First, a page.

Palynological studies of Bauhinia (Larsen, 1975; Schmitz, 1977; Ferguson & Pearce, 1986) have all stressed the considerable variation in pollen morphology within the genus sens. lat. and there are clear correlations between pollen exine ornamentation, floral morphology and pollination. It remains to be seen just how closely these correspond to evolutionary relationships of species. Nevertheless, Schmitz (1977) made several new combinations in segregate genera of Bauhinia based on palynological type. These included new names in Lasiobema, Lysiphyllum, Pauletia, Perlebia and Phanera (Pauletia and Perlebia here considered as synonyms of Bauhinia). Zhang (1995), who analysed morphologically the series of Bauhinia proposed by Wunderlin et al. (1987), concluded that while some supraspecific segregates of the genus were supported, none of the subgenera appeared to be monophyletic. Several realignments were proposed.

The Cercideae as presented here includes 12 genera and (322)–335–(348) species. This treatment differs from Wunderlin et al. (1981, 1987) and Polhill (1994) in that Barklya, Gigasiphon, Lasiobema, Lysiphyllum, Phanera, Piliostigma and Tylosema are considered distinct from Bauhinia. While some of these may well be reincluded in Bauhinia after further study, yet other genera may be reinstated from within Bauhinia. Bracteolanthus, treated as distinct by De Wit (1956), is here included in Lysiphyllum following Wunderlin et al. (1987), while Barklya, considered congeneric with Bauhinia by Wunderlin (1979) and Wunderlin et al. (1981, 1987) is considered distinct following George (1998b) and Forest (unpublished data). The reinstatement of Lasiobema appears least well supported (Forest, unpubl.).

Some species, e.g., C. siliquastrum (Judas tree) or C. canadensis L. (redbud) are widely cultivated as ornamentals; also used for medicine, human food (flowers, young pods), bee forage (honey), timber (the Indians of N America made bows from the wood of C. canadensis) and cosmetics (Arabic women used the powder produced from incineration of C. siliquastrum petals to darken eyebrows and hair). C. griffithii and C. occidentalis are also occasionally cultivated as ornamentals.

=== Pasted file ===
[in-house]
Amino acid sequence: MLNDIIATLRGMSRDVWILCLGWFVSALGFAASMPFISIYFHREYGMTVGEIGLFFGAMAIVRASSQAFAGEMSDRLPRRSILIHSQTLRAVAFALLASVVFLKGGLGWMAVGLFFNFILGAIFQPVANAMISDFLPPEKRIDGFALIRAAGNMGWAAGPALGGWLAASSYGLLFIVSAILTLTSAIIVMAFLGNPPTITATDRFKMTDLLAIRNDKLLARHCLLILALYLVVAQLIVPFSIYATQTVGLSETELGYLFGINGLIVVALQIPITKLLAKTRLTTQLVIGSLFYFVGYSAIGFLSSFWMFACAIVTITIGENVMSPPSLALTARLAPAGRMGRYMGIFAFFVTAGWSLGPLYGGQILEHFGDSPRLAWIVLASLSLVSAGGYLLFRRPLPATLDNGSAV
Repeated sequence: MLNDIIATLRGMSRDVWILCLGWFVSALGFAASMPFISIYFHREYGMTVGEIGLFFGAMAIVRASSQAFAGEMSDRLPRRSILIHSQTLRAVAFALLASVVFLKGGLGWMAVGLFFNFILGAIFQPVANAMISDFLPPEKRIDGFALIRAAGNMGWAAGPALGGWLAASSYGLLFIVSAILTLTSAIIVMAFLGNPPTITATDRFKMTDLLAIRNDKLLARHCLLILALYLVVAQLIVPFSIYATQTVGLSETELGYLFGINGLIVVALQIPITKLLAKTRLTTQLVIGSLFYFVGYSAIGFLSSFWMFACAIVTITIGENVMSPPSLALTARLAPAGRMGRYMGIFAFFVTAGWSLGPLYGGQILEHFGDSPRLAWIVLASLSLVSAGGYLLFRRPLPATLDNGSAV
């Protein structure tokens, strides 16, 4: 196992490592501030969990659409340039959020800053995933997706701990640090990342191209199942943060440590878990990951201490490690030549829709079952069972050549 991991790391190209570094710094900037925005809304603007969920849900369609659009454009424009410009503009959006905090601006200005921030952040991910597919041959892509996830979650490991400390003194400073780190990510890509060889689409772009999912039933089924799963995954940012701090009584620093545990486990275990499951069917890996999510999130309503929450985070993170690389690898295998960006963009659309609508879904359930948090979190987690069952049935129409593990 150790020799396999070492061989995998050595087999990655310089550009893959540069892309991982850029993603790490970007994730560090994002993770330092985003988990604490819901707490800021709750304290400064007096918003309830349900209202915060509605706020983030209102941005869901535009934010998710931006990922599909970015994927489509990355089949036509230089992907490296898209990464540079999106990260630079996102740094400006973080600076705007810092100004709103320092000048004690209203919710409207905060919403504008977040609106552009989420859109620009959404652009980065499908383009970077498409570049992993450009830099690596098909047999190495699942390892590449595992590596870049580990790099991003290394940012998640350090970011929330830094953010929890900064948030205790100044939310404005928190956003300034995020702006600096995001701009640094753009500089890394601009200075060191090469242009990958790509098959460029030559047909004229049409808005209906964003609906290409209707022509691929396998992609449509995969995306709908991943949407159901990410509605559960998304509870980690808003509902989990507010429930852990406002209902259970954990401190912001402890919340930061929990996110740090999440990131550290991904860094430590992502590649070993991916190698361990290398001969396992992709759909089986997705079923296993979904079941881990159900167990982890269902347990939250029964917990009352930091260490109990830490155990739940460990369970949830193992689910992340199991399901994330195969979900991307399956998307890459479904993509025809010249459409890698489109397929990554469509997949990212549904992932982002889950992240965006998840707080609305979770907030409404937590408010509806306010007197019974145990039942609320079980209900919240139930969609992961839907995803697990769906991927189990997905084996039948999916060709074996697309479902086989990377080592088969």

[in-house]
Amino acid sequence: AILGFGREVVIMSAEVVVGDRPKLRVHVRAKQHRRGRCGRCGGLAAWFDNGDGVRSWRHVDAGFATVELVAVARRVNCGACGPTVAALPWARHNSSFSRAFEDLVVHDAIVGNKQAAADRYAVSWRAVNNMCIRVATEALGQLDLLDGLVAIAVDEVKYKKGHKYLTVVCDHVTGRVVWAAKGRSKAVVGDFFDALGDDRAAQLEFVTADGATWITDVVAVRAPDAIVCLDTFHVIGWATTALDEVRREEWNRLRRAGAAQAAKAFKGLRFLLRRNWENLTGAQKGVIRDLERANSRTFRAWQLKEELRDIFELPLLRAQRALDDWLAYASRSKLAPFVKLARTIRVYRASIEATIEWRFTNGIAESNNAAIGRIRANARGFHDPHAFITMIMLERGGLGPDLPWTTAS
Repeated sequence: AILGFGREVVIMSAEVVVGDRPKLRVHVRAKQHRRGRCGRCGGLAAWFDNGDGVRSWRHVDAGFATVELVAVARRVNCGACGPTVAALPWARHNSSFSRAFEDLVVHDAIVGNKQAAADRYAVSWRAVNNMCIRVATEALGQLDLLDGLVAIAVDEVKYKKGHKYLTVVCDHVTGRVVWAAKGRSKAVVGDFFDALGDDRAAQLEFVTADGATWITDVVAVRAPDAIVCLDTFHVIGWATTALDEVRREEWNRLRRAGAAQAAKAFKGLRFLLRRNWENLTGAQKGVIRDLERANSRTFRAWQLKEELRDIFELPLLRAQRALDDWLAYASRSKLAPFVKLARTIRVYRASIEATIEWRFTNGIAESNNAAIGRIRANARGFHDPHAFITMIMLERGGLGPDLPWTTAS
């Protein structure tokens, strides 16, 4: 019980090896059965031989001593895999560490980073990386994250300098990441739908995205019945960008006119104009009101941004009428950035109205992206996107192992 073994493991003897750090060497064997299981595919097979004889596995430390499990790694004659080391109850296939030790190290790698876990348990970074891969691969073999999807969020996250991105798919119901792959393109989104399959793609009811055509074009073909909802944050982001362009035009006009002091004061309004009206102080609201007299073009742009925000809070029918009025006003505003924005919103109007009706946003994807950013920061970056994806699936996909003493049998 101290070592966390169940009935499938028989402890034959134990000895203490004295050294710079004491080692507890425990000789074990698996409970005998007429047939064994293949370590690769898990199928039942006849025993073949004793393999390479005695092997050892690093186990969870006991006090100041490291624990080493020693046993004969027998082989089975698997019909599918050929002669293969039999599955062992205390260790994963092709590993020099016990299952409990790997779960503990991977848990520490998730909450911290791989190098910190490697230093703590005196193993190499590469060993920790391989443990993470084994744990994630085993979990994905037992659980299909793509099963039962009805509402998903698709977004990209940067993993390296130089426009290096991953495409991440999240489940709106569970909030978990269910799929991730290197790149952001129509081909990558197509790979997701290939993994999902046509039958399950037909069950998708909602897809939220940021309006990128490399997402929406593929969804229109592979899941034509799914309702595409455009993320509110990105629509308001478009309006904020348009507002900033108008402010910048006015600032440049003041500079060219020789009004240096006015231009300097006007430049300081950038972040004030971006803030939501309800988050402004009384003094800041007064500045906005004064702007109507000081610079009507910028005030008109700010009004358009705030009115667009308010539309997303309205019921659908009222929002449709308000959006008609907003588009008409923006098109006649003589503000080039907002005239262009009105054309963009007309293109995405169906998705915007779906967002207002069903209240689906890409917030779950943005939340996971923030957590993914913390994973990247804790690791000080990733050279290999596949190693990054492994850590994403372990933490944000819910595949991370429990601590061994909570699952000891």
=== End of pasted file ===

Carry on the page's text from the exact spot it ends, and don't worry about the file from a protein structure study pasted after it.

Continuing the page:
Native to:

Afghanistan, Alabama, Albania, Arizona, Arkansas, Bulgaria, California, China North-Central, China South-Central, China Southeast, Connecticut, Delaware, District of Columbia, East Aegean Is., Florida, France, Georgia, Greece, Illinois, Indiana, Iowa, Iran, Iraq, Italy, Kansas, Kazakhstan, Kentucky, Kirgizstan, Kriti, Lebanon-Syria, Louisiana, Manchuria, Maryland, Massachusetts, Mexico Central, Mexico Gulf, Mexico Northeast, Michigan, Mississippi, Missouri, Nebraska, Nevada, New Jersey, New Mexico, New York, North Carolina, Ohio, Oklahoma, Oregon, Palestine, Pennsylvania, Sicilia, South Carolina, Tadzhikistan, Tennessee, Texas, Turkey, Turkey-in-Europe, Turkmenistan, Utah, Uzbekistan, Virginia, West Virginia, Wisconsin, Yugoslavia

Introduced into:

Algeria, Austria, India, Korea, Krym, Madeira, Morocco, North Caucasus, Pakistan, Portugal, Romania, South Australia, Transcaucasus, Tunisia, Ukraine

Cercis L. appears in other Kew resources:

Date Reference Identified As Barcode Type Status Has image?
Rico, L. [2258], Syria K000764202 No

First published in Sp. Pl.: 374 (1753)

Accepted by

  • Govaerts, R. (1999). World Checklist of Seed Plants 3(1, 2a & 2b): 1-1532. MIM, Deurne.

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  • Herbarium Catalogue Specimens

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    The International Plant Names Index and World Checklist of Selected Plant Families 2022. Published on the Internet at and
    © Copyright 2017 World Checklist of Selected Plant Families.

  • Kew Names and Taxonomic Backbone

    The International Plant Names Index and World Checklist of Selected Plant Families 2022. Published on the Internet at and